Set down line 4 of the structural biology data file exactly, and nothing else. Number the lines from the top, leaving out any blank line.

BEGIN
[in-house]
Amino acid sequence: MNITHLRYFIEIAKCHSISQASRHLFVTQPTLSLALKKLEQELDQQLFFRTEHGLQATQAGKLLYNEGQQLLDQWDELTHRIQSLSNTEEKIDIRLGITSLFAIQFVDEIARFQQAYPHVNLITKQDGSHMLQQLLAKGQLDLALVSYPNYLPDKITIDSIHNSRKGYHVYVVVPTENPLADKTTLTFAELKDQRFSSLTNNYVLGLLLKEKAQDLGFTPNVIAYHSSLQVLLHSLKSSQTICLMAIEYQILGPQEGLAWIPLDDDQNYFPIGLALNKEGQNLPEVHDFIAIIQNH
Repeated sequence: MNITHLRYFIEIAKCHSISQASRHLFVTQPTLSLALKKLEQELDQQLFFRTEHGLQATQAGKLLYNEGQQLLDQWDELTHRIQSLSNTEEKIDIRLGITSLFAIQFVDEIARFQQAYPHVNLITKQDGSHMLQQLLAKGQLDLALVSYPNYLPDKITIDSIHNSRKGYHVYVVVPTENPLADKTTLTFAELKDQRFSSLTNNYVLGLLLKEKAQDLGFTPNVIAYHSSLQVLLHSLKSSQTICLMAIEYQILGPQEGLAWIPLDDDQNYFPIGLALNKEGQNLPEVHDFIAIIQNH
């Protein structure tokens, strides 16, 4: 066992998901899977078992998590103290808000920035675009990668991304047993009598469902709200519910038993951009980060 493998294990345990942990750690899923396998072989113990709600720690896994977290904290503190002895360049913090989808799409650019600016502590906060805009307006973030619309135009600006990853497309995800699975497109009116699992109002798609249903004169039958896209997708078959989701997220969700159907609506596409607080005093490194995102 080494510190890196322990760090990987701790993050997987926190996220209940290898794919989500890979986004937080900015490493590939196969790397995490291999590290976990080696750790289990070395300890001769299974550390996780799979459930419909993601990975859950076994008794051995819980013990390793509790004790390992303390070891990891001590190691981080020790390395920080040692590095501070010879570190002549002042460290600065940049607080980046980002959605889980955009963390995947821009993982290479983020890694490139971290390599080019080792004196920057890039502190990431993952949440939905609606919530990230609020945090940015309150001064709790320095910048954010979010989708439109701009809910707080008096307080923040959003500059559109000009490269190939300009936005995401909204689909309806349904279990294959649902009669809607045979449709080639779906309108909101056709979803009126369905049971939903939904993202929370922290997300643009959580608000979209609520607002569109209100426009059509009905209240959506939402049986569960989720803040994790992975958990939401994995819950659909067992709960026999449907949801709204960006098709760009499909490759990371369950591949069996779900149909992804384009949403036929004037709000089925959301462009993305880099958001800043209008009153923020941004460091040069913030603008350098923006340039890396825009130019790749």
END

């Protein structure tokens, strides 16, 4: 066992998901899977078992998590103290808000920035675009990668991304047993009598469902709200519910038993951009980060 493998294990345990942990750690899923396998072989113990709600720690896994977290904290503190002895360049913090989808799409650019600016502590906060805009307006973030619309135009600006990853497309995800699975497109009116699992109002798609249903004169039958896209997708078959989701997220969700159907609506596409607080005093490194995102 080494510190890196322990760090990987701790993050997987926190996220209940290898794919989500890979986004937080900015490493590939196969790397995490291999590290976990080696750790289990070395300890001769299974550390996780799979459930419909993601990975859950076994008794051995819980013990390793509790004790390992303390070891990891001590190691981080020790390395920080040692590095501070010879570190002549002042460290600065940049607080980046980002959605889980955009963390995947821009993982290479983020890694490139971290390599080019080792004196920057890039502190990431993952949440939905609606919530990230609020945090940015309150001064709790320095910048954010979010989708439109701009809910707080008096307080923040959003500059559109000009490269190939300009936005995401909204689909309806349904279990294959649902009669809607045979449709080639779906309108909101056709979803009126369905049971939903939904993202929370922290997300643009959580608000979209609520607002569109209100426009059509009905209240959506939402049986569960989720803040994790992975958990939401994995819950659909067992709960026999449907949801709204960006098709760009499909490759990371369950591949069996779900149909992804384009949403036929004037709000089925959301462009993305880099958001800043209008009153923020941004460091040069913030603008350098923006340039890396825009130019790749």